Australian Environment Ministers Agree on Emissions standards “with the aim of implementing standards in the first half of 2016”.
Thursday’s (16 July) announcement by all Australian Environment Ministers confirms that Australia will adopt emissions standards for non-road engines, including outboards, PWC’s and petrol inboards, as well as lawn mowers, chainsaws, generators and brush cutters. With the final green light to be announced at the next Environment Minister’s meeting later this year, the Ministers have established a working group to draft standards and legislation by the end of 2015, “with the aim of implementing standards in the first half of 2016”.
The key part of emissions standards have been on the table since 2010. The USA standard has become the defacto world standard and that’s also the plan for Australia. Traditional two strokes won’t pass the anticipated standards, both carby and efi. Most four strokes and Direct Injection two strokes meet the toughest emissions standards. That means that around half of the outboards being sold today already meet the standard.
AS1799 Australian boat building standards was updated in 2009 to allow for heavier, low emission engines.
The proposed standards also include changes to fuel systems that will affect every boat builder and BMT retailer. Fuel systems will be more complex, with low permeation tanks and hoses, backflow valves and a carbon canister on the fuel vent. This will bring larger boats in line with car standards. Smaller systems like lawn mowers will need low permeation fuel tanks and hoses, and a tethered fuel cap.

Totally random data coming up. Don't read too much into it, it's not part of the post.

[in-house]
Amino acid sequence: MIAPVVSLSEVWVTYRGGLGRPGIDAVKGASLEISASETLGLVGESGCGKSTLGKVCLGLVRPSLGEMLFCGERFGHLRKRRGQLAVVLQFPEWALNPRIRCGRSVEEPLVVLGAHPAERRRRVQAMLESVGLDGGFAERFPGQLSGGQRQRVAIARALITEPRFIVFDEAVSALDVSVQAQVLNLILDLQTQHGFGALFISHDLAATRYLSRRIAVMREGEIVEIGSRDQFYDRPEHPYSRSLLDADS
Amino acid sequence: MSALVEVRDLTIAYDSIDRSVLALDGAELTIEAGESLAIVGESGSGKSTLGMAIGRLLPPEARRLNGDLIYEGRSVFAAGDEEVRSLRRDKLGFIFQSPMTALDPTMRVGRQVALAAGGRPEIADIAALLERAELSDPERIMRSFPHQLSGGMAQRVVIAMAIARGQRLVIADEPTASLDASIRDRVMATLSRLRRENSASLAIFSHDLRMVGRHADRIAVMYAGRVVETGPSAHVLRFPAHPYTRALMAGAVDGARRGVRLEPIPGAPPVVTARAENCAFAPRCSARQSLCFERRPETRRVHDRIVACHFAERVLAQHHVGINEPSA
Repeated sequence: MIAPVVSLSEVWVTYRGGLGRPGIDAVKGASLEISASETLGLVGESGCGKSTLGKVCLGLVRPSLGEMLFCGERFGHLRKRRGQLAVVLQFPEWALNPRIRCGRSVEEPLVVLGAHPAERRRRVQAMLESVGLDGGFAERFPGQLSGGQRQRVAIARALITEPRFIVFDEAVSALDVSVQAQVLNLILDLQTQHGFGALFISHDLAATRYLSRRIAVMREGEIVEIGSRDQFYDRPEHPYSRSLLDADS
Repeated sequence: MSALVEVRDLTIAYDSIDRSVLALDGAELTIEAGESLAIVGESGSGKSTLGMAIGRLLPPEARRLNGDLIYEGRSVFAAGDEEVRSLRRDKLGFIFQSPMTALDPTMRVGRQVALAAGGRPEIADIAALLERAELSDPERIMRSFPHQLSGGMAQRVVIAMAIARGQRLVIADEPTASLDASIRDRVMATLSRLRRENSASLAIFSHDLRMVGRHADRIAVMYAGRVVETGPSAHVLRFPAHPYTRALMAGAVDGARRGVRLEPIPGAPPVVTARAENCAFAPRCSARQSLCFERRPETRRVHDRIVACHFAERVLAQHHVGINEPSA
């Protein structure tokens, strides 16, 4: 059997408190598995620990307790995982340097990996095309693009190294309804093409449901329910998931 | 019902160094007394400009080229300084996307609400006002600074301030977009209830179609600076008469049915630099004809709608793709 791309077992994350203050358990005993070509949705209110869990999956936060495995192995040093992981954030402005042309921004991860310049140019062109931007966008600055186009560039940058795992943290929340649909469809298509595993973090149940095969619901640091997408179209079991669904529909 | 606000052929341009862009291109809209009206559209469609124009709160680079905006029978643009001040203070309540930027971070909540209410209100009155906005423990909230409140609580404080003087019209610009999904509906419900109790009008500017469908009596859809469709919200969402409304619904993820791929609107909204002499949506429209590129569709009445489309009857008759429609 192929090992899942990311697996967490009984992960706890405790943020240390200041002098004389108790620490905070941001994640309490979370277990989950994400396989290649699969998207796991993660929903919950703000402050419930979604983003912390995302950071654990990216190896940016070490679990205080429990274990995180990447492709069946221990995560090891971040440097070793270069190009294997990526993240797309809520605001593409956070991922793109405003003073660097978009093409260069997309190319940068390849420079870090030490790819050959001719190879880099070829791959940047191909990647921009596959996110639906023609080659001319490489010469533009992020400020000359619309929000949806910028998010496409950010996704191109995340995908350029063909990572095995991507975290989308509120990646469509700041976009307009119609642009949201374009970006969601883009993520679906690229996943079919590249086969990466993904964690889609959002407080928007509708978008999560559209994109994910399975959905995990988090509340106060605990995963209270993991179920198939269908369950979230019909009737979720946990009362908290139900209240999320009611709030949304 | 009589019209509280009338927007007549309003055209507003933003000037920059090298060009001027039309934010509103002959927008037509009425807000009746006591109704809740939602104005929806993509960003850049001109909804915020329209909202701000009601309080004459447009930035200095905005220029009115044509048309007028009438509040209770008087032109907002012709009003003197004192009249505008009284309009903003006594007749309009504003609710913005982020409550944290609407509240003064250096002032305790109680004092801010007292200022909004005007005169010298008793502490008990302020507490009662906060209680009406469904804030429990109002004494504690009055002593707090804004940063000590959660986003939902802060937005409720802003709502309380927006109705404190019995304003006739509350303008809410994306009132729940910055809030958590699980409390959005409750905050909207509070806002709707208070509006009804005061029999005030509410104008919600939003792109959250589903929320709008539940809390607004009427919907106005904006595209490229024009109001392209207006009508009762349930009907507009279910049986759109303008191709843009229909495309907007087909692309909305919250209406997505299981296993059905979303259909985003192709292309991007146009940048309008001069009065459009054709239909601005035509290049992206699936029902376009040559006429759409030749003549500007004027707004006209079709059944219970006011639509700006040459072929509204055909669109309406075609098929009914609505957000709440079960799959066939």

The exact timing of regulations are yet to be decided, but the statement makes it clear that they will start in less than 12 months. What the public owns now won’t be “banned” and dealer stock won’t be affected though excessive stock piling could be restricted.
The USA started outboard emissions standards sixteen years ago. The major markets have followed including the European Union, Switzerland, Turkey, Japan, Canada and India. China introduced small engine emissions standards in 2011.
Federal Environment Minister Greg Hunt opened the Melbourne Boat Show in June and took time to meet the boating and garden equipment industry leaders face to face. Ministers statement is at http://www.environment.gov.au/about-us/mem
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